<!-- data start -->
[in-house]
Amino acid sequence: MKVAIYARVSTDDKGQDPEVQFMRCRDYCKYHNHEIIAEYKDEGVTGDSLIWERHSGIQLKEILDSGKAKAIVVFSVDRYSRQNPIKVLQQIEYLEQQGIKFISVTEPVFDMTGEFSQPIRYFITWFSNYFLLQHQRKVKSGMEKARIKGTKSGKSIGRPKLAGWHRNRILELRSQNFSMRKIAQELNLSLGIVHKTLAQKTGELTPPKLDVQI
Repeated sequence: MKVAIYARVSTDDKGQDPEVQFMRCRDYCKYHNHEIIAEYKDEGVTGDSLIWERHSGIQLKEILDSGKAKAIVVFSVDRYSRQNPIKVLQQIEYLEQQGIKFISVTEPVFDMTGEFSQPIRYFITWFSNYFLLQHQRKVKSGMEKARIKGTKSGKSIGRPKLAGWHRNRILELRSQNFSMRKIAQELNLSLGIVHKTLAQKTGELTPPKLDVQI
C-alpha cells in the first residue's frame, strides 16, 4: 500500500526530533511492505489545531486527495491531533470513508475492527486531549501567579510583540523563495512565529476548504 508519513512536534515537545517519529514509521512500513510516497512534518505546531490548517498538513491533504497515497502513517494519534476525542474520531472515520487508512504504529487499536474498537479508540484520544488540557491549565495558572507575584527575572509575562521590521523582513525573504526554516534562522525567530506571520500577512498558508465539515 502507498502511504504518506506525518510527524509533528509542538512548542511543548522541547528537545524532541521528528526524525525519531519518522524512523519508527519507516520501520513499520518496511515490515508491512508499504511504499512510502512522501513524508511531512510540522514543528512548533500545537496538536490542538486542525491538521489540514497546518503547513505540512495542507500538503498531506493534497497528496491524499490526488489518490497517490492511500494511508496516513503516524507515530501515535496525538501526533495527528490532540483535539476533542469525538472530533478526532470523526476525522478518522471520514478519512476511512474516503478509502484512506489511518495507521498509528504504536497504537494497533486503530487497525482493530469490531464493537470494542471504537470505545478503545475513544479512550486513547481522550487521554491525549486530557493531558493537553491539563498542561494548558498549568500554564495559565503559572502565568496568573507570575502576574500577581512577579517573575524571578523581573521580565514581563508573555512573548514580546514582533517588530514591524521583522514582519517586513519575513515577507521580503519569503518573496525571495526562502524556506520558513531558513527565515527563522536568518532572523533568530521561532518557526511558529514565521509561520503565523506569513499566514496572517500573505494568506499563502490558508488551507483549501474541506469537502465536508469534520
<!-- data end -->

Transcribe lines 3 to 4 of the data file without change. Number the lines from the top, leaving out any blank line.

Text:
Repeated sequence: MKVAIYARVSTDDKGQDPEVQFMRCRDYCKYHNHEIIAEYKDEGVTGDSLIWERHSGIQLKEILDSGKAKAIVVFSVDRYSRQNPIKVLQQIEYLEQQGIKFISVTEPVFDMTGEFSQPIRYFITWFSNYFLLQHQRKVKSGMEKARIKGTKSGKSIGRPKLAGWHRNRILELRSQNFSMRKIAQELNLSLGIVHKTLAQKTGELTPPKLDVQI
C-alpha cells in the first residue's frame, strides 16, 4: 500500500526530533511492505489545531486527495491531533470513508475492527486531549501567579510583540523563495512565529476548504 508519513512536534515537545517519529514509521512500513510516497512534518505546531490548517498538513491533504497515497502513517494519534476525542474520531472515520487508512504504529487499536474498537479508540484520544488540557491549565495558572507575584527575572509575562521590521523582513525573504526554516534562522525567530506571520500577512498558508465539515 502507498502511504504518506506525518510527524509533528509542538512548542511543548522541547528537545524532541521528528526524525525519531519518522524512523519508527519507516520501520513499520518496511515490515508491512508499504511504499512510502512522501513524508511531512510540522514543528512548533500545537496538536490542538486542525491538521489540514497546518503547513505540512495542507500538503498531506493534497497528496491524499490526488489518490497517490492511500494511508496516513503516524507515530501515535496525538501526533495527528490532540483535539476533542469525538472530533478526532470523526476525522478518522471520514478519512476511512474516503478509502484512506489511518495507521498509528504504536497504537494497533486503530487497525482493530469490531464493537470494542471504537470505545478503545475513544479512550486513547481522550487521554491525549486530557493531558493537553491539563498542561494548558498549568500554564495559565503559572502565568496568573507570575502576574500577581512577579517573575524571578523581573521580565514581563508573555512573548514580546514582533517588530514591524521583522514582519517586513519575513515577507521580503519569503518573496525571495526562502524556506520558513531558513527565515527563522536568518532572523533568530521561532518557526511558529514565521509561520503565523506569513499566514496572517500573505494568506499563502490558508488551507483549501474541506469537502465536508469534520